Every lawyer has a judge he'd rather not appear in front of. There's bad blood: something was said that was interpreted the wrong way, or maybe the lawyer was a little too zealous in his advocacy. That's not a big deal here in Cuyahoga County. There are 34 judges, and you can literally go years without having anything in front of a particular one.
I've often wondered what it would be like to practice in a small county. I guess it'd be a real problem if you pissed off the only judge on the bench.
Robert Bright could tell you all about that.
Bright is a lawyer in Gallia County. The county contracted with a non-profit corporation to provide representation for indigent defendants, and the corporation hired Bright to do that. On July 25, 2011, he appeared before Judge David Dean Evans, the only common pleas judge in the county, to do a plea for a client. The client balked, but then seconds later announced that he would take the deal. Evans refused, stating "we're not going to play games," and set the case for trial.
After Bright and the prosecutor met with Evans in his chambers three days later to persuade him to accept the plea, to no avail, Bright filed a "Motion to Accept Plea." He criticized several other policies of Evans, like his "blanket policy of a 'drop dead date' concerning plea agreements," his refusal to accept Alford or no contest pleas, and argued that the refusal to accept the plea in this case was an abuse of discretion because it was "arbitrary and unreasonable." While the language was forceful - he called Evans' acts "unconscionable" - he made no charges of ethical impropriety.
Evans' response was immediate. Two days after Bright filed the motion, Evans filed a grievance against him with Disciplinary Counsel. But he didn't stop there. He removed Bright from the case.
And he didn't stop there. The following day, Evans filed journal entries in the other sixty-three felony cases Bright was handling, removing him from those as well, because Bright, by filing the motion, had created a "conflict of interest with the Court."
So what do you do if you're a corporation that has hired a lawyer to appear for indigent defendants who can no longer appear for indigent defendants? You fire him. And that's what the corporation did. Bright's advocacy for his client cost him his job.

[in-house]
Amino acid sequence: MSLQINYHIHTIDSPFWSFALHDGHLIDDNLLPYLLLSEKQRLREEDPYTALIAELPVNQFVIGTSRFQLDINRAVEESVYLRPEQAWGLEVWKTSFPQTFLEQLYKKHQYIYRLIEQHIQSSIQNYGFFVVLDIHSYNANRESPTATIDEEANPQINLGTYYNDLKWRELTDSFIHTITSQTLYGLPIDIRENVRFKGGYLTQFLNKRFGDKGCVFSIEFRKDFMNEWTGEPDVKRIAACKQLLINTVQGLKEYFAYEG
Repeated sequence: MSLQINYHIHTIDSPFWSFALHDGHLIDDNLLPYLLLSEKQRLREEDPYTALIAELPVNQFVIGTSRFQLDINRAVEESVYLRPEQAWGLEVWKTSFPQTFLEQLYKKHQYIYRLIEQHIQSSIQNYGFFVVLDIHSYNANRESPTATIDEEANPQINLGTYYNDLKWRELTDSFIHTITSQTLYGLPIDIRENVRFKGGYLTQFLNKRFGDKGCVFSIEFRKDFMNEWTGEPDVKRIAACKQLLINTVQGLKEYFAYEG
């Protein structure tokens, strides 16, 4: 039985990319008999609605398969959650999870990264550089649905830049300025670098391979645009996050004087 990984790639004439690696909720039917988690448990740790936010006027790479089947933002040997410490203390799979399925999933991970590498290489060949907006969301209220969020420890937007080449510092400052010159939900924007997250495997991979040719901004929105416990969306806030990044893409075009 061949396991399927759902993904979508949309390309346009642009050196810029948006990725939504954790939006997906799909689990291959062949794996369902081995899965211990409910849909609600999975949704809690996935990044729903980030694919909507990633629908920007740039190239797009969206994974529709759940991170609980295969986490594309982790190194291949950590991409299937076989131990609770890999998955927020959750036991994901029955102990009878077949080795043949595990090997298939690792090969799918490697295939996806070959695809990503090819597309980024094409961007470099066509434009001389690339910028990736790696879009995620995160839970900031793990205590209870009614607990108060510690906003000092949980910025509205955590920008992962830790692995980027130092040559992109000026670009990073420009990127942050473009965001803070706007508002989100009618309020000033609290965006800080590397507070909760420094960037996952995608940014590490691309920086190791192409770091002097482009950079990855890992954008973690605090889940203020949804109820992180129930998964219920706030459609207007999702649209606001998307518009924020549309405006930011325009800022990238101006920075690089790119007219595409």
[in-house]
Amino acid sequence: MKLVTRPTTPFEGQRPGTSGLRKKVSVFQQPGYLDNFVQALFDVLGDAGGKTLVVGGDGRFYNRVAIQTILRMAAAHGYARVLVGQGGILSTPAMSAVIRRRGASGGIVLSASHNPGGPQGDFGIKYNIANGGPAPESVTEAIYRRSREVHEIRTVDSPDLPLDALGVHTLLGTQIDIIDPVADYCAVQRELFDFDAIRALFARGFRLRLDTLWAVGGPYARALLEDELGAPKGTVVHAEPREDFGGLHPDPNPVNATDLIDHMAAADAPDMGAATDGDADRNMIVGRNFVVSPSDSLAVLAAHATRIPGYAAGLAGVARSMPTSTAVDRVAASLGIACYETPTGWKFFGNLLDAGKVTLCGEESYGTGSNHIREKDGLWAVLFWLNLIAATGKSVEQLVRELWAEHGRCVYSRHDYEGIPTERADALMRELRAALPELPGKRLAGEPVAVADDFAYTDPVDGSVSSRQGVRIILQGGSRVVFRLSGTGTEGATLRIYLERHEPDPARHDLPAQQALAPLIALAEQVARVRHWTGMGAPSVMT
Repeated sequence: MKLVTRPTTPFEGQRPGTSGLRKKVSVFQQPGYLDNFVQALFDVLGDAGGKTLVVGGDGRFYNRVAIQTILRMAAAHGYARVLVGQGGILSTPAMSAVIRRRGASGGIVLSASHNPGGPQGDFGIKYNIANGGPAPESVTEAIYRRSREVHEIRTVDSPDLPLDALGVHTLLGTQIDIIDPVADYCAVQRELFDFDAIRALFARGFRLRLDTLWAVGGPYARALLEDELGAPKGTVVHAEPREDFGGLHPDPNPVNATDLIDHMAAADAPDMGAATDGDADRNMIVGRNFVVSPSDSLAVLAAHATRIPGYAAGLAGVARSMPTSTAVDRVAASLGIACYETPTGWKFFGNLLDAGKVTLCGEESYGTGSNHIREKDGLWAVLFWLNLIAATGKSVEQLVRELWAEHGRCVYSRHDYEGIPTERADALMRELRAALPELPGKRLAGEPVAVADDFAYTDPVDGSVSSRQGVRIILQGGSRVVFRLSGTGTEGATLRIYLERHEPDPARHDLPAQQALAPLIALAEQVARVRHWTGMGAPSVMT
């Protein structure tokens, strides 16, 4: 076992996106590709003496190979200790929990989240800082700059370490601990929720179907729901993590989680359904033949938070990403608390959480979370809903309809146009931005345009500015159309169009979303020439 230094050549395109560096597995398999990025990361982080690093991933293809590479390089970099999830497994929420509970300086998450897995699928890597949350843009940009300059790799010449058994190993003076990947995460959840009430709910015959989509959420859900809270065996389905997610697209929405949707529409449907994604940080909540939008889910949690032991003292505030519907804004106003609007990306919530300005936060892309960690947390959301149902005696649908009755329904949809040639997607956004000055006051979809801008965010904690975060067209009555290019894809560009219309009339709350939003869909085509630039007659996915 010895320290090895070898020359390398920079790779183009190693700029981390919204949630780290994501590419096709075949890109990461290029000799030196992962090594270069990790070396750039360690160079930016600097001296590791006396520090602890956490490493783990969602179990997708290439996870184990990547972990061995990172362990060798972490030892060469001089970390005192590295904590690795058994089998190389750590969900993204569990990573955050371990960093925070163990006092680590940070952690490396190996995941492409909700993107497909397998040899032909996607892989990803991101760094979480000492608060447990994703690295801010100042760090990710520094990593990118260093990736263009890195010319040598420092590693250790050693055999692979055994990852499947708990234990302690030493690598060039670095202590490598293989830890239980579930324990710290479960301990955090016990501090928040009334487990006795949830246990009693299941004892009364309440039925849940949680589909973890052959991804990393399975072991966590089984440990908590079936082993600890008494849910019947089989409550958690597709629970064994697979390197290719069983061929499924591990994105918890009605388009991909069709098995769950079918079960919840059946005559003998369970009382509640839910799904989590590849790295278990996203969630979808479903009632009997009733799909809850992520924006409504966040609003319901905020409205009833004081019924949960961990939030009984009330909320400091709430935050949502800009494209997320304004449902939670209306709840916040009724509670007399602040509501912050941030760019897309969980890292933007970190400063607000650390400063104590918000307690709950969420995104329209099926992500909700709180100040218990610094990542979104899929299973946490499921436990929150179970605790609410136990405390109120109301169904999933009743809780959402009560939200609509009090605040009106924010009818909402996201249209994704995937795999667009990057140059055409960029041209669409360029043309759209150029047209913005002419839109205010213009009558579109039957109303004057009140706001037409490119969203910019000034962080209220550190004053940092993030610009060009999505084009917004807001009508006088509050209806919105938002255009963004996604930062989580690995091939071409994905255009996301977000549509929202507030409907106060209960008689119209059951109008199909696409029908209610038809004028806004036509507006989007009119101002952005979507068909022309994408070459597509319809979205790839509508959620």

But you're saying, surely there's something wrong with that. And you'll be buoyed to know that there is. Bright filed a grievance against Evans with the Ohio State Bar Association. Evans and the Association submitted a consent-to-discipline agreement stipulating to a public reprimand. Not good enough, said the Board of Commissioners on Grievances and Discipline, and sent it back for hearing. That resulted in a jointly-recommended six-month stayed suspension, which the Board approved. Not good enough, said the Supreme Court: citing the harm caused to Bright, let alone to his clients, the justices issued a per curiam opinion - the legal equivalent of phoning it in anonymously - imposing a one-year suspension on Evans.
All of it stayed.
It still wasn't over. Bright filed a Federal lawsuit against Evans and the corporation, and while the district judge dismissed the corporation, he rejected Evans' claim that he was entitled to absolute judicial immunity. But last June, the 6th Circuit reversed. The opinion began by noting that "there is no debate that Judge David Dean Evans failed to meet the minimum expectations for members of the judiciary," and found his conduct "worthy of censure," "petty, unethical, and unworthy of his office," and "unprofessional and misguided," and that "by operating in such an unreasonable manner, Judge Evans has brought dishonor on himself and his position." It nonetheless found that finding for Evans was necessary because it "preserves the independent judiciary."
There's talk about this going up to the Supreme Court, and that may be wise. It's difficult to imagine an outcome more chilling to a lawyer's ability and willingness to advocate for his client. There was absolutely nothing improper about the motion Bright filed. (Disciplinary counsel dismissed the grievance Evans had filed against Bright.) And yet he lost his job over it, while Evans kept his.
The Ohio Supreme Court based its decision to double the sanction from a six-month stayed suspension to a one-year stayed suspension on the harm that Evans' action had caused Bright and his clients. They should have gone farther, and considered the harm beyond that: the harm that some other lawyer may be more hesitant, less zealous, in his representation of a client after seeing what happened here.
There is, of course, the little matter of the "independent bar."